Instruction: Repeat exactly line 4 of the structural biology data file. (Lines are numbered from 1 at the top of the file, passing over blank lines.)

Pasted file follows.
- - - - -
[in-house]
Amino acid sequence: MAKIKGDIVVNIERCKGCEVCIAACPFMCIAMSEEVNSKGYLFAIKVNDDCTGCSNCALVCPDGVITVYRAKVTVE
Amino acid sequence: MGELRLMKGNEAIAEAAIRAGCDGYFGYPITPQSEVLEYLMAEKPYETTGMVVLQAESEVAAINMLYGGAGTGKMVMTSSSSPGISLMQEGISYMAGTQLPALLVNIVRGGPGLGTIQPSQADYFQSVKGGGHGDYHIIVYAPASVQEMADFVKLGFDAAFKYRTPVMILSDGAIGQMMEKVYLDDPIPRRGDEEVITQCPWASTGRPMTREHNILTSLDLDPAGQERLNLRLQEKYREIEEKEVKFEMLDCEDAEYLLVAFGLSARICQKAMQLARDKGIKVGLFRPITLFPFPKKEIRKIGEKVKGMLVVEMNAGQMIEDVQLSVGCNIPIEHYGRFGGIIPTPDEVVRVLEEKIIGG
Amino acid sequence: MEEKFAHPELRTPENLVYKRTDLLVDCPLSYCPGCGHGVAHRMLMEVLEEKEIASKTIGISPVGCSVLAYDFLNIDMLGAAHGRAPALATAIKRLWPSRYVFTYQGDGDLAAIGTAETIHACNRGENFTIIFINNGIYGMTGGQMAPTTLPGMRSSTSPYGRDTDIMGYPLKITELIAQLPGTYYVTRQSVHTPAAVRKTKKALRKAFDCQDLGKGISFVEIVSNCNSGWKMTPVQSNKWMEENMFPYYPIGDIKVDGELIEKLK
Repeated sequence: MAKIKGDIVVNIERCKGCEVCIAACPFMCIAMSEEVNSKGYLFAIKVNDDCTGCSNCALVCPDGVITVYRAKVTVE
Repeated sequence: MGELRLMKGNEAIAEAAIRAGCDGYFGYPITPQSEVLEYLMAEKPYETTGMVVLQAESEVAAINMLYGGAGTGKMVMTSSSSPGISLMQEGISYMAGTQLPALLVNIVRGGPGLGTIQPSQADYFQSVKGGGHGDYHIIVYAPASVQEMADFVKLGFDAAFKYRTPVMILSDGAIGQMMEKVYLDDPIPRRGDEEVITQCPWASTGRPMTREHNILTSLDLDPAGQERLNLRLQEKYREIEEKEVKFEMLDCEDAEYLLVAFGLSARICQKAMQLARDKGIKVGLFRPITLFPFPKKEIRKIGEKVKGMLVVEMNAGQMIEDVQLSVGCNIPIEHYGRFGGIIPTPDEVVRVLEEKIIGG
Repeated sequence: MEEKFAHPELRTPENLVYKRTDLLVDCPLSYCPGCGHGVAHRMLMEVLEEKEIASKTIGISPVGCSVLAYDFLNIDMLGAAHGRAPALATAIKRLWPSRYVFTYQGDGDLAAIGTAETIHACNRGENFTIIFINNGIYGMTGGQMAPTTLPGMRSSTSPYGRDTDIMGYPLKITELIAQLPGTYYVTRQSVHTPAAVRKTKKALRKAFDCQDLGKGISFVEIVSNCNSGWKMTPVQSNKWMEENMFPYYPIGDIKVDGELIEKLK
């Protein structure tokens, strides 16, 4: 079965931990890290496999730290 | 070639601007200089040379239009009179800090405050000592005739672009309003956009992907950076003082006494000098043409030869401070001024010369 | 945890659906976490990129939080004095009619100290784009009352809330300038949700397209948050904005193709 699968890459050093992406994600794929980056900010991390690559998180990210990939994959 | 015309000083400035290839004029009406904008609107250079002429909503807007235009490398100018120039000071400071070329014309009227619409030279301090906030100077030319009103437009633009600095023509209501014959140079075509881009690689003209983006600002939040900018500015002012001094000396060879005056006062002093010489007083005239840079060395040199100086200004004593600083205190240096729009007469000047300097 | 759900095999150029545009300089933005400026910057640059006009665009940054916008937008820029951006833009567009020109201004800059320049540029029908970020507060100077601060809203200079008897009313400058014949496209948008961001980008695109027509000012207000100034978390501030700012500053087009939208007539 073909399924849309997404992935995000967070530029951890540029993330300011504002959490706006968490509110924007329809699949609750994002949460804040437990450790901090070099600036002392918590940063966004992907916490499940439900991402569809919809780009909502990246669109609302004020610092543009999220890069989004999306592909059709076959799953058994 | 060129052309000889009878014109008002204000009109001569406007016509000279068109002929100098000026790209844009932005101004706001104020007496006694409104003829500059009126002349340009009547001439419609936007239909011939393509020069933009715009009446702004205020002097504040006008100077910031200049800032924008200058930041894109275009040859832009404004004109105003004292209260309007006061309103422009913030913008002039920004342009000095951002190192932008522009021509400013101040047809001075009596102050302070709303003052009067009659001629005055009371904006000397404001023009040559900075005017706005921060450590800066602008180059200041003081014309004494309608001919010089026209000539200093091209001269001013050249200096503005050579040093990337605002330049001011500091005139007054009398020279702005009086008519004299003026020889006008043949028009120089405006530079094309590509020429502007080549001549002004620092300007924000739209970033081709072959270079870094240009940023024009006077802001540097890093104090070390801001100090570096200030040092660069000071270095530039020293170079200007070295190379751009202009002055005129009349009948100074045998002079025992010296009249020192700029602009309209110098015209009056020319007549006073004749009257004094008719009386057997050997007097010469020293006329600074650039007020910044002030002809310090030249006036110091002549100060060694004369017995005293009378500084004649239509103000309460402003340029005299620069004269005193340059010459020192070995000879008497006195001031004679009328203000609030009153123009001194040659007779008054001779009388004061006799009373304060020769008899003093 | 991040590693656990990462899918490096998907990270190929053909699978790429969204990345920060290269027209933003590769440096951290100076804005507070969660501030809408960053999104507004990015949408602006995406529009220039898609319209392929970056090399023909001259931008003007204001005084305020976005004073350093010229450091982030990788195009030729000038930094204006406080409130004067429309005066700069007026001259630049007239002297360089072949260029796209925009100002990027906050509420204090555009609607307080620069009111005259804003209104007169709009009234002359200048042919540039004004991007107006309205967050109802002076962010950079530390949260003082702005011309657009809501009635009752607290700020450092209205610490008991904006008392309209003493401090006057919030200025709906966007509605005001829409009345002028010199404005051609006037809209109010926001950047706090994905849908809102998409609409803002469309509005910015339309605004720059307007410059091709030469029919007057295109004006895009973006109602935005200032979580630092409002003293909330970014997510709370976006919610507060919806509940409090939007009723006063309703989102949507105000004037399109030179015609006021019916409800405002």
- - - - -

Amino acid sequence: MEEKFAHPELRTPENLVYKRTDLLVDCPLSYCPGCGHGVAHRMLMEVLEEKEIASKTIGISPVGCSVLAYDFLNIDMLGAAHGRAPALATAIKRLWPSRYVFTYQGDGDLAAIGTAETIHACNRGENFTIIFINNGIYGMTGGQMAPTTLPGMRSSTSPYGRDTDIMGYPLKITELIAQLPGTYYVTRQSVHTPAAVRKTKKALRKAFDCQDLGKGISFVEIVSNCNSGWKMTPVQSNKWMEENMFPYYPIGDIKVDGELIEKLK